Step 3: The following setting is to choose whether to allow your legacy contact to download all your data that you have created or shared on your Facebook account like posts, photos, videos etc.
Step 4: The final setting on this page could be considered an alternative to choosing a legacy contact. This setting is to delete your complete Facebook account once you pass away. Facebook needs to be informed about your death and requires verifying it with valid documentation to activate this feature. The company will delete all your information on Facebook on completion of this process.
To know more about these settings, you can visit the FAQ page on legacy contact.
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Big EU lawsuit against Facebook morphs into 3-year ‘partnership’ with complainants
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Three years ago, a group of EU consumer agencies launched a multi-country lawsuit against Facebook, accusing the social media giant of having illegally harvested the data of millions of users.
More than 300,000 angry Facebook users positioned themselves behind the collective action suit, which promised to award them individual monetary damages if the company was found guilty of wrongdoing.
On Friday, those lawsuits quietly morphed into a brand new partnership with Facebook.
Euroconsumers, the umbrella organization behind the Spanish, Italian, Belgian and Portuguese lawsuits, announced they were entering a partnership with the company focused on the “safety and privacy” of Facebook users.
The move comes after POLITICO reported that Euroconsumers had settled its lawsuit with Facebook at the end of April — and highlights the fact that collective action lawsuits rarely make it over the finish line in Europe, sheltering companies from the type of action that can produce crippling damages in U.S. courts while leaving consumers with little recourse.
Originally, Euroconsumers had told people who joined the case it would seek compensation of €200 for every Facebook user whose data was mishandled.
In the end, though, there will be no court decision, no admission of wrongdoing by Facebook and no direct payment from the company to consumers as a result of the settlement, according to Euroconsumers.
Instead, the consumer groups and Facebook said they were forming a joint committee focused on three priorities: sustainability, digital empowerment and fighting scams. The issue of privacy — which was the explicit focus of the lawsuit — is the “umbrella” under which the thee priorities fall.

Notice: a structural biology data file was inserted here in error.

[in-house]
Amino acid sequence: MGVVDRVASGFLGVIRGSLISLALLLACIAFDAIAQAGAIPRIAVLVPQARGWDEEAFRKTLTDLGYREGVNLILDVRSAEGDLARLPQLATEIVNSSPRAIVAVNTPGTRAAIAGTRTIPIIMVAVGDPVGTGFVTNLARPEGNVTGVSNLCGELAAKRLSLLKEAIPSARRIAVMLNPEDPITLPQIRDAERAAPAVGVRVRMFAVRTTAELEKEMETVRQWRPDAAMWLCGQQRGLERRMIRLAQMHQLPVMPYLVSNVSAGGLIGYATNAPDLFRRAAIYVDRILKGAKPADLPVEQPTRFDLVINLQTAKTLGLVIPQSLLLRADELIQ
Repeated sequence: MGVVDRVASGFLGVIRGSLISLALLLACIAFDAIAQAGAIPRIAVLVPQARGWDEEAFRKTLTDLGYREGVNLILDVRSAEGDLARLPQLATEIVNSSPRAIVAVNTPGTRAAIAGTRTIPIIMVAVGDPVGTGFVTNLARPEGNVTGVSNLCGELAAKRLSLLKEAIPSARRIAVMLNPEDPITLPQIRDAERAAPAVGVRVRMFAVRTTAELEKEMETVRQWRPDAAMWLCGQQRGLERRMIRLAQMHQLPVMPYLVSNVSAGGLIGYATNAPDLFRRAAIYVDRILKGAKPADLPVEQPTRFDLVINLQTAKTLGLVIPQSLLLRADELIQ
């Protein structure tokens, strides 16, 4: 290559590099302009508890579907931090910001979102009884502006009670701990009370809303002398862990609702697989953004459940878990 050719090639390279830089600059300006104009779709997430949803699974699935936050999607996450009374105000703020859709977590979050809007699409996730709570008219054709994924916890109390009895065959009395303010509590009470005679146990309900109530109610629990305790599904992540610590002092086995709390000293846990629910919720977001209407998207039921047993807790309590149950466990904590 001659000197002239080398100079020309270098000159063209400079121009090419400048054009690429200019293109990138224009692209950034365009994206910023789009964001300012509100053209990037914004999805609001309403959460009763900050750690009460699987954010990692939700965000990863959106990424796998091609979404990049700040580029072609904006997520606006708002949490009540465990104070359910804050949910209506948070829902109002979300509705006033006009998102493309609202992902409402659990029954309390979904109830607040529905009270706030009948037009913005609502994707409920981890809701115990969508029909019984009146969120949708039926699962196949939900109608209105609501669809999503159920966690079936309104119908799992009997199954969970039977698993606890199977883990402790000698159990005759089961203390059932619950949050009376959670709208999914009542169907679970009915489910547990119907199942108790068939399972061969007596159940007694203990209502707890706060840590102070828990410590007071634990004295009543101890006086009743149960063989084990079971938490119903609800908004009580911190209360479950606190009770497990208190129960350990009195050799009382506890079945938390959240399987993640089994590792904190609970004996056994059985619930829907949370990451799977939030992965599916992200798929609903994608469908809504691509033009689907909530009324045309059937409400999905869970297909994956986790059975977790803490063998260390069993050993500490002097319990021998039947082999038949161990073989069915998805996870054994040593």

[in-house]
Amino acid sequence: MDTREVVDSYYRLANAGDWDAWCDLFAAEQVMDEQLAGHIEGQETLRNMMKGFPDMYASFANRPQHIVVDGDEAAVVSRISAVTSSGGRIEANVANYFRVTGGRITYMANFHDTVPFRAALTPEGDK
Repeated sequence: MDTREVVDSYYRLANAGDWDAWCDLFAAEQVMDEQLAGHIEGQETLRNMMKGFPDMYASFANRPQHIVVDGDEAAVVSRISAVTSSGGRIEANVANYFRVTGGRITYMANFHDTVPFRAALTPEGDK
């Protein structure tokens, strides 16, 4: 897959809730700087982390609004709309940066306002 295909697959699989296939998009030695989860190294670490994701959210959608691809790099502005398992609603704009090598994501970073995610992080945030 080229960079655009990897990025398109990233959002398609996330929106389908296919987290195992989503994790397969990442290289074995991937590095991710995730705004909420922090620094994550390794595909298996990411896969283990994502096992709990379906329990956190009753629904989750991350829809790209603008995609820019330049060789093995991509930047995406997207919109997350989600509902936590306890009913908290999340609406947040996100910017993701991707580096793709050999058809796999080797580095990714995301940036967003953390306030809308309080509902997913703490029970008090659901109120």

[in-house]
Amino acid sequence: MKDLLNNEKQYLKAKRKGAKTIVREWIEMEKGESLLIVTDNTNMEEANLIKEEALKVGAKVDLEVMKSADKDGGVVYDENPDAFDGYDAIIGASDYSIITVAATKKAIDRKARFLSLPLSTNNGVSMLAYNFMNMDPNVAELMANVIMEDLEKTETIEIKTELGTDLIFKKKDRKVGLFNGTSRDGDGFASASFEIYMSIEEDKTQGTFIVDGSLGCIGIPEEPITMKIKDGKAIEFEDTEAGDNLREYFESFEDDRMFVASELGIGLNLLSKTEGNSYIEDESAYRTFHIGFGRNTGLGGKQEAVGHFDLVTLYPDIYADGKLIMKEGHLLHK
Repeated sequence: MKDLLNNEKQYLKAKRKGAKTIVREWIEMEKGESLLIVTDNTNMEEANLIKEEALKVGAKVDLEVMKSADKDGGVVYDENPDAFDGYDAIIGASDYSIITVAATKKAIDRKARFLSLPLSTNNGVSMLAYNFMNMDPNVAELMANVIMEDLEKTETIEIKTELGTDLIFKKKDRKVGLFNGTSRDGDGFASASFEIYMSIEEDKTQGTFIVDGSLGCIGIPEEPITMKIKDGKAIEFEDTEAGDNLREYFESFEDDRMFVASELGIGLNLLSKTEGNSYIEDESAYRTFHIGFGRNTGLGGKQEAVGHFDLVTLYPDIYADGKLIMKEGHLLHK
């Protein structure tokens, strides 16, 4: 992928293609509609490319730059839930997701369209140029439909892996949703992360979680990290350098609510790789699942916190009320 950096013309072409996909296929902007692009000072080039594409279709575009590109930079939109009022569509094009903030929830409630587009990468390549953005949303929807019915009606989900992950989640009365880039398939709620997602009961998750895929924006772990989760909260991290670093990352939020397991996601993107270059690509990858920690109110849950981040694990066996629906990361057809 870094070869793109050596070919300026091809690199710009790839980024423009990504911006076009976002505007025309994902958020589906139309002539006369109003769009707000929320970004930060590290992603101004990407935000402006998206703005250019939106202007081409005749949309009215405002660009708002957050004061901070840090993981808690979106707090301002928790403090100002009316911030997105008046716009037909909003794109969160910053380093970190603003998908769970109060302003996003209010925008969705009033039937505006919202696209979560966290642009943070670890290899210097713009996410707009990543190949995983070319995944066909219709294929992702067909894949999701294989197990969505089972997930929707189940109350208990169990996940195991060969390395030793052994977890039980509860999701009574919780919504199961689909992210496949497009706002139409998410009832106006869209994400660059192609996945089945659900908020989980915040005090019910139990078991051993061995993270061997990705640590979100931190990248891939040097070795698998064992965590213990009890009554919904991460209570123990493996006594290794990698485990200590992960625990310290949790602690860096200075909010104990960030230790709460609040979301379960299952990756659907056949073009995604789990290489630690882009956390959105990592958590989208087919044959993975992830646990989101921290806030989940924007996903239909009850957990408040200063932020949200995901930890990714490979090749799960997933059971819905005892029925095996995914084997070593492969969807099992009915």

As for the consumers, they are being promised a vague consolation prize.
The four consumer groups said they would commit to “reward” consumers who joined the original lawsuit with “a package to help consumers be safe online” — but no hard cash.
Asked whether Facebook had paid money to Euroconsumers in the settlement, the group declined to comment. POLITICO reached out to Facebook, but the company didn’t give an immediate response apart from the press release.
Meanwhile, the committee isn’t committed to producing any specific results.
“There are specific initiatives in the making, but there will also be a consumer reporting channel. We will able to report problems that emerge, like feedback from our members,” said Els Bruggeman, head of policy at Euroconsumers.
A spokesperson for the group said: “It’s the moment to try to influence the reasoning from companies who are managed far away.”
Legally speaking, though, the heat is off Facebook.
The consumer groups will evaluate their collaboration in three years.
“An agreement for one year would be too short. Three years is long enough to be able to evaluate. There will be a lot of changes in the digital world in that period,” added the spokesperson.
In the meantime, a change in legislation may give future collective action lawsuits in Europe more teeth: A directive finalized late last year could lead to bigger pan-European collective redress cases.
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Russian watchdog demands that Facebook delete post insulting WWII veterans
MOSCOW, May 29. /TASS/. Russia’s Federal Service for Supervision of Communications, Information Technology, and Mass Media (Roskomnadzor) demanded that US company Facebook delete an Instagram post that insults the memory of World War II veterans, the watchdog said on its website on Friday.
“Roskomnadzor has sent a letter to Facebook Inc top management, demanding that content insulting the memory of World War II veterans be deleted,” the watchdog said. “The governmental agency found the unlawful post on the Instagram social network, owned by Facebook.”
According to Roskomnadzor, publication of clearly offensive information that insults Russia’s military glory and memorable dates, or desecrates military glory symbols, or offends WWII veterans constitutes a criminal offense in Russia and is subject to criminal proscution.